United States v. Vera

Summarized by:

  • Court: 9th Circuit Court of Appeals Archives
  • Area(s) of Law: Evidence
  • Date Filed: 10-22-2014
  • Case #: 12-50366
  • Judge(s)/Court Below: Circuit Court judge Fisher for the Court, Circuit Court Judges Noonan and Wardlaw..
  • Full Text Opinion

If a law enforcement officer testifies at trial as both a lay witness and an expert witness, the jury must be instructed as to the differences and significance of the separate roles so as not to give undue weight to lay witness testimony in violation of the Confrontation Clause.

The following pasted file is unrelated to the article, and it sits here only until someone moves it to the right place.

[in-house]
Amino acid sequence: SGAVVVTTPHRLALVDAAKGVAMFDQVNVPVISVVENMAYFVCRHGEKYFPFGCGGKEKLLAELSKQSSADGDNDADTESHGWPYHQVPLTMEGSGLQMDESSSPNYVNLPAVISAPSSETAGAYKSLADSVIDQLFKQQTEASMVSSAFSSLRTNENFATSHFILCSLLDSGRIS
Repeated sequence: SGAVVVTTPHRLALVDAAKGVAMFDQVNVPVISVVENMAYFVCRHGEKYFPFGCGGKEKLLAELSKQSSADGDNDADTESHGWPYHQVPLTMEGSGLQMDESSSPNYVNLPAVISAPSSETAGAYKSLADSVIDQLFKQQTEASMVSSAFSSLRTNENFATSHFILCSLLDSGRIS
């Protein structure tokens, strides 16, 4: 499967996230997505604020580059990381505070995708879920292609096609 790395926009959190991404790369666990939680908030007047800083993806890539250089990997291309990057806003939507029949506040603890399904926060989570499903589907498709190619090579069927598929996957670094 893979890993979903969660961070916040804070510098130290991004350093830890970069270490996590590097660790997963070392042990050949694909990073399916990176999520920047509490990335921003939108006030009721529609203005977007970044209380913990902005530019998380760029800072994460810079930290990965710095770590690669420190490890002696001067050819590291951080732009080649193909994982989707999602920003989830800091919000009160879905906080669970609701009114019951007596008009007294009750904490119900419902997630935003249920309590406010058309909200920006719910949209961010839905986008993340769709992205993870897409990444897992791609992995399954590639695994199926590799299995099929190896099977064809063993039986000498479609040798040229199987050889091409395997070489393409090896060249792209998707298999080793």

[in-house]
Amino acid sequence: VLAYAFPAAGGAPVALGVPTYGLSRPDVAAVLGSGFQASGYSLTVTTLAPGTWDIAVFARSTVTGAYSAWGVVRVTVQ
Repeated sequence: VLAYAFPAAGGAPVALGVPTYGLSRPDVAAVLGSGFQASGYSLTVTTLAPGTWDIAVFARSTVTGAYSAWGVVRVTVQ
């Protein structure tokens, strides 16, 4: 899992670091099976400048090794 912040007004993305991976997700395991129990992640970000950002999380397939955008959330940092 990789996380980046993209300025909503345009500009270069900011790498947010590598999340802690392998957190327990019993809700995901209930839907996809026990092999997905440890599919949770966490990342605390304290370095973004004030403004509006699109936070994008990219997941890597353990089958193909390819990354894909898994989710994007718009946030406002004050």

In 2007, The Santa Ana Gang Task Force received information from an informant of heavy drug trafficking activity in a highly populated apartment complex. Based on the tip, officers were led to the Defendants, who were high-level gang members. The officers began wiretapping the Defendant’s phone calls. At trial, two officers who investigated this case testified as expert witnesses. One officer testified as an expert on gang culture, and the other as an expert on drug jargon. The Defendant’s contend that the testimony of both officers was improper because it impermissibly mixed expert and lay opinions and violated their rights under the Conformation Clause. The Ninth Circuit explained that to determine whether an expert has complied with the requirements of the Confrontation Clause is to inquire as to whether the officer formed his opinion by “applying extensive experience and reliable methodology.” The panel found that the expert testimony on gang culture was not improper because the officer applied his own personal experiences to his observations to form an expert opinion about this particular gang’s tactics. The panel did take issue with the drug jargon expert’s testimony. The panel explained that if one officer testifies as both a lay witness and an expert witness, the jury must be educated of the differences and significance of the separate roles. Here, there was no instruction for the jury on how to evaluate the drug jargon expert’s testimony. The panel concluded that such an error undermined the validity of the jury verdict as it resulted in an inaccurate representation of the quantity of drugs to the jury, which affected the minimum sentences faced by the defendants. The panel vacated the findings related to the quantity of drugs and affirmed the remainder of the verdict. AFFIRMED IN PART, VACATED IN PART AND REMANDED.

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